The Vatican’s pleas on behalf of General Pinochet
THE fact that the Vatican is exerting his influence upon the British government to have General Pinochet returned to Chile and not extradited to Spain, is true to the character of the Papacy. For many centuries it has meddled in the affairs of nations in pursuit of its own interests, and has not hesitated to support evil dictators in order to maintain or increase its own power.
The Pope has urged Britain, through diplomatic channels, to block General Pinochet’s extradition to Spain, where he faces charges of genocide, murder and torture. It will be Mr Jack Straw, the Home Secretary, who will have to take the final decision as to whether the general should be sent to Spain, if the Law Lords accept that he can be extradited. Undoubtedly, the Vatican is interfering in Britain’s affairs by trying, as one commentator says, “to influence Mr Straw’s thinking at this stage”.
Not only is the Vatican meddling in the affairs of this nation but it is also supporting a man who, when he took power in Chile in 1973, instituted a reign of murderous brutality. Up to a quarter of a million Chileans were imprisoned in concentration camps, and many were tortured and executed. The BBC has stated that when Pinochet was in power, the Pope was one of his critics. Whatever critical comments he may or may not have made, his support of Pinochet was evident when he visited Chile in 1987.
The leopard has not changed its spots. Rome continues to be a mighty political power masquerading as the Christian religion. In this century alone, its record of intrigue and interference in the political life of Europe, Latin America, the USA and other parts of the world testify to this fact. Scripture reveals that the day is coming when Rome, the great Babylon of Revelation 17:5, will be stripped of her power; and when rulers who are bewitched by her power will mourn, “Babylon is fallen, is fallen” (Rev. 18:2).
The Cardinal’s ten point plan for the nation
IT is amazing how the Roman Catholic Church and its pope continue to be portrayed by the media as bastions of morality when, in fact, the Papal system is laden with iniquity. Of course, the media is largely aware of the immorality of Rome and in the present climate cannot avoid reporting court cases involving priests, but when so many supporters of Rome are in positions of influence in the media, the picture of the Church of Rome presented to the public is largely favourable.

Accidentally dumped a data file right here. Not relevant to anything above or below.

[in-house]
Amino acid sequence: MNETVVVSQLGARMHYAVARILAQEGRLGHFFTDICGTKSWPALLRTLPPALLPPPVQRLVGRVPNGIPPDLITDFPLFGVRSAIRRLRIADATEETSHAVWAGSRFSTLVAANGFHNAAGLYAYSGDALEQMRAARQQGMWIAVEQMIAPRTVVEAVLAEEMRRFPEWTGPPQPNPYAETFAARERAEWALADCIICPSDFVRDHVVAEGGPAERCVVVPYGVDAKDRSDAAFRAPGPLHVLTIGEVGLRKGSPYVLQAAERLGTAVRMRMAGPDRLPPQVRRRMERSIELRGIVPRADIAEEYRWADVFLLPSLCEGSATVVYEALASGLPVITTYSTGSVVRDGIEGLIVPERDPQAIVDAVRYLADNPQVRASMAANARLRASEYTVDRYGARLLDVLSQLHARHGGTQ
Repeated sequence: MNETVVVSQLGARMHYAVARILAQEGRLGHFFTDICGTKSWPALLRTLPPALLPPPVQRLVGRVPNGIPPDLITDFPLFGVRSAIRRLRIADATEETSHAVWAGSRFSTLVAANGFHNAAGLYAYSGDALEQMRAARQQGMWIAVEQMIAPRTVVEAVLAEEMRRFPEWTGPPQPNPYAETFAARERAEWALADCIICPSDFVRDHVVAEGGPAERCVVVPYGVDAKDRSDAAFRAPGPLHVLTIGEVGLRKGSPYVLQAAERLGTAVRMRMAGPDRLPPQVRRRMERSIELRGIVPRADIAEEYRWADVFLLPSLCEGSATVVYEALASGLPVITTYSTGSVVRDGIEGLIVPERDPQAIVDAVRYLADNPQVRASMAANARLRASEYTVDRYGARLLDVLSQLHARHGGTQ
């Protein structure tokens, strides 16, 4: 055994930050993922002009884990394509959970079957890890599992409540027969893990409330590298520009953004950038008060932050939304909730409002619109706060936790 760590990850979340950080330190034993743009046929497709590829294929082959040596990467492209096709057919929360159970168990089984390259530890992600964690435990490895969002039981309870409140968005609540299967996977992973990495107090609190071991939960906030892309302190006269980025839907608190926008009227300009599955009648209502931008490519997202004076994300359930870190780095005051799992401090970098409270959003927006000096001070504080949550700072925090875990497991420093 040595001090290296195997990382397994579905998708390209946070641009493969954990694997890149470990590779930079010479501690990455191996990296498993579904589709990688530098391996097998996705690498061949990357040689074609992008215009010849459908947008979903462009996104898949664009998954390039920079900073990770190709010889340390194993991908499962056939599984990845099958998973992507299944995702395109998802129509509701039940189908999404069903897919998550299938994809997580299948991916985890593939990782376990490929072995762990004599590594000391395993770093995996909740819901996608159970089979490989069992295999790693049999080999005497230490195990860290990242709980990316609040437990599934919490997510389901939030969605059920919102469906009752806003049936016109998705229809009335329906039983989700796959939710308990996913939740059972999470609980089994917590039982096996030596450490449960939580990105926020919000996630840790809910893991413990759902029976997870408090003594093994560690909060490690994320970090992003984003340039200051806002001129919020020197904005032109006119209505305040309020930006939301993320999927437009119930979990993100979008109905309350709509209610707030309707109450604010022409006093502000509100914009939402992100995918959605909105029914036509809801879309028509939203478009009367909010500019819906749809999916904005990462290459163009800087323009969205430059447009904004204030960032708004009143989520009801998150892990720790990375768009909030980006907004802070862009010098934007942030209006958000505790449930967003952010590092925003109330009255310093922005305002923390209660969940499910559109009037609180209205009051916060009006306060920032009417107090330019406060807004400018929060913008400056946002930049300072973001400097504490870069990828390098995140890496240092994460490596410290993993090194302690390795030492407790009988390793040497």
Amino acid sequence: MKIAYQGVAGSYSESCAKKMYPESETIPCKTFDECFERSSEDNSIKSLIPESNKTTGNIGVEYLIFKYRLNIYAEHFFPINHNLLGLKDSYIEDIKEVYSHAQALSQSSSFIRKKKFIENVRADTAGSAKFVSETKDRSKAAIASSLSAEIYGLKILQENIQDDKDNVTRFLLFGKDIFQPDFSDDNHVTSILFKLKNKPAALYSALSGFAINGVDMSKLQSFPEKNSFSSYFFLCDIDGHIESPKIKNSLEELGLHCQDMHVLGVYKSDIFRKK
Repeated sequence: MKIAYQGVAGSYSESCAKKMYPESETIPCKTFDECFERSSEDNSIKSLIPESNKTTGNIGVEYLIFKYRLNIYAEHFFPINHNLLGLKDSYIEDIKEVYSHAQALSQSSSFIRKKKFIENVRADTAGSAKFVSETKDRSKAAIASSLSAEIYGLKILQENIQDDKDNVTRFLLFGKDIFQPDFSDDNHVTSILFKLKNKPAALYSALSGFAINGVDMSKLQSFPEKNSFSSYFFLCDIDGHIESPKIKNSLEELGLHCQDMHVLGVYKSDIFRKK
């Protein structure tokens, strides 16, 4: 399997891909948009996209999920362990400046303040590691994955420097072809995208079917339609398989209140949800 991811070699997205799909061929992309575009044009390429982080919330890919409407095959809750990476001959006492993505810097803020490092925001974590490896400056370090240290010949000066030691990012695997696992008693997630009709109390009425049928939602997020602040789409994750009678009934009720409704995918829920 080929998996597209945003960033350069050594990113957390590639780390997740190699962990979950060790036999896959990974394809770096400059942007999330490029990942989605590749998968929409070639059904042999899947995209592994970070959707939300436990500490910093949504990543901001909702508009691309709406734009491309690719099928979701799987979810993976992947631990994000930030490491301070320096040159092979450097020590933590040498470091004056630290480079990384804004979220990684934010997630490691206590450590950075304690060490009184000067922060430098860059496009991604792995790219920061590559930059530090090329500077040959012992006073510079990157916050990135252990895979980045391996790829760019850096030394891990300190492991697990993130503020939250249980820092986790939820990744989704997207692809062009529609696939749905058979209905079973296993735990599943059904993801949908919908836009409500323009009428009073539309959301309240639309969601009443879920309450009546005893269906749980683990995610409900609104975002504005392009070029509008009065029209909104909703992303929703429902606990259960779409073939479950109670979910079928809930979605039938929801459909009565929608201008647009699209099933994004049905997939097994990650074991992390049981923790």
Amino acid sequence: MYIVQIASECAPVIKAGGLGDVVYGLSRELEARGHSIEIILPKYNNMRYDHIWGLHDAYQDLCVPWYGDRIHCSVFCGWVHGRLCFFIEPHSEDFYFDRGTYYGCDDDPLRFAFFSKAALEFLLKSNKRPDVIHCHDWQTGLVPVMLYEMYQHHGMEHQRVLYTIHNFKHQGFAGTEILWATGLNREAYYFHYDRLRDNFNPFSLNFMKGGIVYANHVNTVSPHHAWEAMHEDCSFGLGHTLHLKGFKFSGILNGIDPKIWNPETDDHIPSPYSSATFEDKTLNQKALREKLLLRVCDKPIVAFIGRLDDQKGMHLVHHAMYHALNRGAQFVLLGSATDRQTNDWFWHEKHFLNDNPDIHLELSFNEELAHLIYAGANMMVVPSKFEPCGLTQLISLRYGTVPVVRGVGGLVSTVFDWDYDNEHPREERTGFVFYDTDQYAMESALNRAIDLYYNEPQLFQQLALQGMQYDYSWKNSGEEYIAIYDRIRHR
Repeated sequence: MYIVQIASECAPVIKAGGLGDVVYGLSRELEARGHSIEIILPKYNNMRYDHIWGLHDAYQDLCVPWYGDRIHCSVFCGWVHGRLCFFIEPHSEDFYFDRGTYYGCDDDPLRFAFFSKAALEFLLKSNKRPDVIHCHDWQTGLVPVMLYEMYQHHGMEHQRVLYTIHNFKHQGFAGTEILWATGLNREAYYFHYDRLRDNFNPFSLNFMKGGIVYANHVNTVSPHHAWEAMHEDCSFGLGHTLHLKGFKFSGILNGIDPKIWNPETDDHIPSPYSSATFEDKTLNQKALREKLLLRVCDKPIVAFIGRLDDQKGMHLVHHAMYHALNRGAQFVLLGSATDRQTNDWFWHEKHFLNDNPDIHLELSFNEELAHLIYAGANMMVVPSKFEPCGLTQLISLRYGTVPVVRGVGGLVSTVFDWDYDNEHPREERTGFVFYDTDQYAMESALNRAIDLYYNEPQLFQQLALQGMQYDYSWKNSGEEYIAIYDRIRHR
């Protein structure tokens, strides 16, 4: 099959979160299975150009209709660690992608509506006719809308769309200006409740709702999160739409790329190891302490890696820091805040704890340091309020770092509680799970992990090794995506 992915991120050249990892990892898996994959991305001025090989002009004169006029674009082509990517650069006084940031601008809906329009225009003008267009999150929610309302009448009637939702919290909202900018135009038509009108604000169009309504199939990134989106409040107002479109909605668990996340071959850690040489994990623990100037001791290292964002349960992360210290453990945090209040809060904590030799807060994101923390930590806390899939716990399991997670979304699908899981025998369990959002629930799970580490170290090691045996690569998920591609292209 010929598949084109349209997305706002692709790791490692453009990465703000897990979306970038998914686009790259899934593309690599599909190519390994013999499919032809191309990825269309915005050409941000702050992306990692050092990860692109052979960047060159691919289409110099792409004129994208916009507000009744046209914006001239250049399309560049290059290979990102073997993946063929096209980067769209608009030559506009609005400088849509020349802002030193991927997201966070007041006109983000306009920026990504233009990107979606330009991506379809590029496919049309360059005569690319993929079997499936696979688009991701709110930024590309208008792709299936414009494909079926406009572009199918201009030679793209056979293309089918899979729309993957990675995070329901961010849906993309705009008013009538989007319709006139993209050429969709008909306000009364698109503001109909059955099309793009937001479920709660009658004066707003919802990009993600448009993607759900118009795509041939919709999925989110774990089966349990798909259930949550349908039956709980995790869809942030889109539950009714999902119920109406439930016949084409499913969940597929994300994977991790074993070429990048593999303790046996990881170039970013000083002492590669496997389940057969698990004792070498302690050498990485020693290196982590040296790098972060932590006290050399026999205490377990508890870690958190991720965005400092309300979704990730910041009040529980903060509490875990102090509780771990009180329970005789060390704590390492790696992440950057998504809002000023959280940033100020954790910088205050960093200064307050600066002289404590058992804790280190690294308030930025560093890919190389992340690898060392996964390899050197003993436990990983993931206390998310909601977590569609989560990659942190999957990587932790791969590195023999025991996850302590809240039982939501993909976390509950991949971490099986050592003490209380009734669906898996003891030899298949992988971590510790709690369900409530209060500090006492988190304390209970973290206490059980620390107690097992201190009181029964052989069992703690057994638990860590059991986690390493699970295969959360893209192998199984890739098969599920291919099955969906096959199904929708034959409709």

In an article in The Daily Telegraph, Cardinal Hume has indicated the need for morality in our society, and proposed a ten point plan of action as we approach the next millennium. One has no difficulty in agreeing with some of his points. First on his list is a society that promotes marriage and the family; next is a society that ceases to be obsessed with sex and curbs pornography.
But it is preposterous for him to write in this vein when the Church of Rome features frequently in the news on account of the scandalous immorality among its priests, which is increasingly coming to light. Very recently, for example, Birmingham Roman Catholic priest Thady O’Malley was jailed for three years for such offences; and Archbishop Ward of Cardiff has been arrested by police investigating allegations of sexual abuse. His former aide, the priest John Lloyd, was jailed for eight years in December for similar offences.
It is also absurd for Rome to put itself forward as the champion of marriage when it is characterised by Scripture as “forbidding to marry” (1 Tim. 4:3). The enforced celibacy of her priests is undoubtedly a cause of much sin. It therefore ill becomes Rome to preach to the nation about morality.